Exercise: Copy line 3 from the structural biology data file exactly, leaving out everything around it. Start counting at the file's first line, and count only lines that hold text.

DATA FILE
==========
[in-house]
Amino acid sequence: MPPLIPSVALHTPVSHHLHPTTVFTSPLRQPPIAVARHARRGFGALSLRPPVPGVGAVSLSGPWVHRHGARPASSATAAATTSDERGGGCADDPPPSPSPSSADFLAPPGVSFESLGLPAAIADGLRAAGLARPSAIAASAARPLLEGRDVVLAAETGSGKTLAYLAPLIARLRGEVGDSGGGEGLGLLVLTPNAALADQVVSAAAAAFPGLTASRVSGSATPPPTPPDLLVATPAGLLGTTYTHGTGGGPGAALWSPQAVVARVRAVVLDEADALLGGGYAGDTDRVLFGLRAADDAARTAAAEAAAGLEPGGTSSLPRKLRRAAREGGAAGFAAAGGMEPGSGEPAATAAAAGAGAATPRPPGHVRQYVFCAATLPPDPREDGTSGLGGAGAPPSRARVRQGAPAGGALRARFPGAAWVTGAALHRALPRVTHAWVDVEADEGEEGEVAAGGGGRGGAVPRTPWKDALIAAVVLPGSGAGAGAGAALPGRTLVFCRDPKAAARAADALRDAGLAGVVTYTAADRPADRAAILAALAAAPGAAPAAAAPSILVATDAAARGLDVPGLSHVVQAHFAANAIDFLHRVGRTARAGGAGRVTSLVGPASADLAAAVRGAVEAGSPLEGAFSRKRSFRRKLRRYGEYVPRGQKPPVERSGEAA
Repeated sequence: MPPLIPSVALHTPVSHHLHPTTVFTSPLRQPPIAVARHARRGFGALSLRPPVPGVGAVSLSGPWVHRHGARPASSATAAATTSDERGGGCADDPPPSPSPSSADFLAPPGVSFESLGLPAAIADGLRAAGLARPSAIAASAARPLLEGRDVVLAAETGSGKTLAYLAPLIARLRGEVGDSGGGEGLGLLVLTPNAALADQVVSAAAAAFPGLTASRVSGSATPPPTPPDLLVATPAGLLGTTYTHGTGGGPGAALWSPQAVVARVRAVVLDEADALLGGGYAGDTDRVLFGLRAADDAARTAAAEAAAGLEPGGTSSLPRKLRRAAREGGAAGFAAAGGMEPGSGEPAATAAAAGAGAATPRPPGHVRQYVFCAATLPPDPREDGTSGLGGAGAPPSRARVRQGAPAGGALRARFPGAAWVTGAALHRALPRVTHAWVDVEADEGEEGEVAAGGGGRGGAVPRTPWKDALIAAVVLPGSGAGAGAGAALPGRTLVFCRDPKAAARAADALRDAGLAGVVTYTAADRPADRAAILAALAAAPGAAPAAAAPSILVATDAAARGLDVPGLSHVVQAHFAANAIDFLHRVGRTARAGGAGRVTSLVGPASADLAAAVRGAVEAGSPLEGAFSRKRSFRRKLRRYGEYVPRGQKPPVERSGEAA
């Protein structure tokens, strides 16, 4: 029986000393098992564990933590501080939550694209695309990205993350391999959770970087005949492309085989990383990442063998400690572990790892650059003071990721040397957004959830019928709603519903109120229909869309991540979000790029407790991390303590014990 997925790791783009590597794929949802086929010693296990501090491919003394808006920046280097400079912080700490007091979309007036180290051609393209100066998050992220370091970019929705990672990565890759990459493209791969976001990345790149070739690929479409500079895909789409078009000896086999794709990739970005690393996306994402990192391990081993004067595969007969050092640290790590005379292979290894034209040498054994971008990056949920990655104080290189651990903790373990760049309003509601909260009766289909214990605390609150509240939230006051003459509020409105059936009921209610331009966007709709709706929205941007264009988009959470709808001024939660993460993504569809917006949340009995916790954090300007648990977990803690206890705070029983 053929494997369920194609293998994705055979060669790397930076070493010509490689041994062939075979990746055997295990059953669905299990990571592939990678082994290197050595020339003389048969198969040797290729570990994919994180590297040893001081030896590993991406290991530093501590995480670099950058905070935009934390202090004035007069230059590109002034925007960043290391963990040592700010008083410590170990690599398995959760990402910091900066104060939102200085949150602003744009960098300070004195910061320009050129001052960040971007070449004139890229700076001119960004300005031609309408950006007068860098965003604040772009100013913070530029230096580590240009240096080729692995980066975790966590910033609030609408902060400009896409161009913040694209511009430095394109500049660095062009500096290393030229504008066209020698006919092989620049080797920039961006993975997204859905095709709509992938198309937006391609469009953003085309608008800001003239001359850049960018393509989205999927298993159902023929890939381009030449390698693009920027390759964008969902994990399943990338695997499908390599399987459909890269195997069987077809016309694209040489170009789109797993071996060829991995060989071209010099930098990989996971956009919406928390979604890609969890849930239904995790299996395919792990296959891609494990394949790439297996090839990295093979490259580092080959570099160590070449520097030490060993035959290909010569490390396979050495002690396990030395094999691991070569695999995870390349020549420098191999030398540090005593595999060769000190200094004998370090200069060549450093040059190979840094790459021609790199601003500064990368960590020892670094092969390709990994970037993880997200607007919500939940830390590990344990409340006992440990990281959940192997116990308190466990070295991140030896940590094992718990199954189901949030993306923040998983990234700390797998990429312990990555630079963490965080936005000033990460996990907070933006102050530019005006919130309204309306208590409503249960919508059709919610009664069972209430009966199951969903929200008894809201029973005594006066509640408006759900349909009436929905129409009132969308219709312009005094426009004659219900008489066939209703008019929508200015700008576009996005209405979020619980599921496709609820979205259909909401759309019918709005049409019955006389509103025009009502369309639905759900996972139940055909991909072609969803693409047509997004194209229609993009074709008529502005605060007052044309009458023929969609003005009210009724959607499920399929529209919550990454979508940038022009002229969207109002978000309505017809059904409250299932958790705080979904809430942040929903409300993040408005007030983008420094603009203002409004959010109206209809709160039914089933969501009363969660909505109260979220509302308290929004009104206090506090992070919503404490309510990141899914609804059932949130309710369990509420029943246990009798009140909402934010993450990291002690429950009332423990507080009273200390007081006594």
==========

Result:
Repeated sequence: MPPLIPSVALHTPVSHHLHPTTVFTSPLRQPPIAVARHARRGFGALSLRPPVPGVGAVSLSGPWVHRHGARPASSATAAATTSDERGGGCADDPPPSPSPSSADFLAPPGVSFESLGLPAAIADGLRAAGLARPSAIAASAARPLLEGRDVVLAAETGSGKTLAYLAPLIARLRGEVGDSGGGEGLGLLVLTPNAALADQVVSAAAAAFPGLTASRVSGSATPPPTPPDLLVATPAGLLGTTYTHGTGGGPGAALWSPQAVVARVRAVVLDEADALLGGGYAGDTDRVLFGLRAADDAARTAAAEAAAGLEPGGTSSLPRKLRRAAREGGAAGFAAAGGMEPGSGEPAATAAAAGAGAATPRPPGHVRQYVFCAATLPPDPREDGTSGLGGAGAPPSRARVRQGAPAGGALRARFPGAAWVTGAALHRALPRVTHAWVDVEADEGEEGEVAAGGGGRGGAVPRTPWKDALIAAVVLPGSGAGAGAGAALPGRTLVFCRDPKAAARAADALRDAGLAGVVTYTAADRPADRAAILAALAAAPGAAPAAAAPSILVATDAAARGLDVPGLSHVVQAHFAANAIDFLHRVGRTARAGGAGRVTSLVGPASADLAAAVRGAVEAGSPLEGAFSRKRSFRRKLRRYGEYVPRGQKPPVERSGEAA